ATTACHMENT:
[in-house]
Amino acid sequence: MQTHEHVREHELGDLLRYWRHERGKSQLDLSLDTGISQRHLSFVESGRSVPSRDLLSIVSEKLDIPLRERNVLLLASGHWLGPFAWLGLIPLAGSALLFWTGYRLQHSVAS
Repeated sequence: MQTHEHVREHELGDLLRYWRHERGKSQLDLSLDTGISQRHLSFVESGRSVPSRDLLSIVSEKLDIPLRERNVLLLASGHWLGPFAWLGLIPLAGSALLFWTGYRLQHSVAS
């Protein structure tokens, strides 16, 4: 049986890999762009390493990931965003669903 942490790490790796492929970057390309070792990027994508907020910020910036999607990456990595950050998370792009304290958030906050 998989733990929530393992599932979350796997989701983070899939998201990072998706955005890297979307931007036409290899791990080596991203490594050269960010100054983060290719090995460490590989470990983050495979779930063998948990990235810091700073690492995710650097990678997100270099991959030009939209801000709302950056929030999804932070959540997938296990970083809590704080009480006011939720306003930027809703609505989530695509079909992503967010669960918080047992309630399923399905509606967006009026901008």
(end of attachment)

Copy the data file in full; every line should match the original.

[in-house]
Amino acid sequence: MQTHEHVREHELGDLLRYWRHERGKSQLDLSLDTGISQRHLSFVESGRSVPSRDLLSIVSEKLDIPLRERNVLLLASGHWLGPFAWLGLIPLAGSALLFWTGYRLQHSVAS
Repeated sequence: MQTHEHVREHELGDLLRYWRHERGKSQLDLSLDTGISQRHLSFVESGRSVPSRDLLSIVSEKLDIPLRERNVLLLASGHWLGPFAWLGLIPLAGSALLFWTGYRLQHSVAS
């Protein structure tokens, strides 16, 4: 049986890999762009390493990931965003669903 942490790490790796492929970057390309070792990027994508907020910020910036999607990456990595950050998370792009304290958030906050 998989733990929530393992599932979350796997989701983070899939998201990072998706955005890297979307931007036409290899791990080596991203490594050269960010100054983060290719090995460490590989470990983050495979779930063998948990990235810091700073690492995710650097990678997100270099991959030009939209801000709302950056929030999804932070959540997938296990970083809590704080009480006011939720306003930027809703609505989530695509079909992503967010669960918080047992309630399923399905509606967006009026901008």